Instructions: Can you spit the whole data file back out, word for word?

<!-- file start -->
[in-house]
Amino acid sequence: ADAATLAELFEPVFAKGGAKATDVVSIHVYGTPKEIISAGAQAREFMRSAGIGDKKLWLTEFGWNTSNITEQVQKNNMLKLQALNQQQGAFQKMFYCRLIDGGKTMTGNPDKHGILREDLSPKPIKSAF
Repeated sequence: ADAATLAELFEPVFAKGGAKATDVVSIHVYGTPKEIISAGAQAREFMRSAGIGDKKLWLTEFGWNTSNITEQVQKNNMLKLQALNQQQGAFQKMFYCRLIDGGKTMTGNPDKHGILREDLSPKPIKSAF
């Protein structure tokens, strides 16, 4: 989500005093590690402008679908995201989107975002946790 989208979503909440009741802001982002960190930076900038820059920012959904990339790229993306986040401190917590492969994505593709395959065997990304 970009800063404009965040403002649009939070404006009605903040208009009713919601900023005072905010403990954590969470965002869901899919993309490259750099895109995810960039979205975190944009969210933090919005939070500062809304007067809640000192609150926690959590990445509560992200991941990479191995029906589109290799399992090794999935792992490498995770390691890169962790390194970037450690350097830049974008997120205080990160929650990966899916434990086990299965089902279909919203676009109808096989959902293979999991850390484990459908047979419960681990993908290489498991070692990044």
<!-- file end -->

[in-house]
Amino acid sequence: ADAATLAELFEPVFAKGGAKATDVVSIHVYGTPKEIISAGAQAREFMRSAGIGDKKLWLTEFGWNTSNITEQVQKNNMLKLQALNQQQGAFQKMFYCRLIDGGKTMTGNPDKHGILREDLSPKPIKSAF
Repeated sequence: ADAATLAELFEPVFAKGGAKATDVVSIHVYGTPKEIISAGAQAREFMRSAGIGDKKLWLTEFGWNTSNITEQVQKNNMLKLQALNQQQGAFQKMFYCRLIDGGKTMTGNPDKHGILREDLSPKPIKSAF
């Protein structure tokens, strides 16, 4: 989500005093590690402008679908995201989107975002946790 989208979503909440009741802001982002960190930076900038820059920012959904990339790229993306986040401190917590492969994505593709395959065997990304 970009800063404009965040403002649009939070404006009605903040208009009713919601900023005072905010403990954590969470965002869901899919993309490259750099895109995810960039979205975190944009969210933090919005939070500062809304007067809640000192609150926690959590990445509560992200991941990479191995029906589109290799399992090794999935792992490498995770390691890169962790390194970037450690350097830049974008997120205080990160929650990966899916434990086990299965089902279909919203676009109808096989959902293979999991850390484990459908047979419960681990993908290489498991070692990044």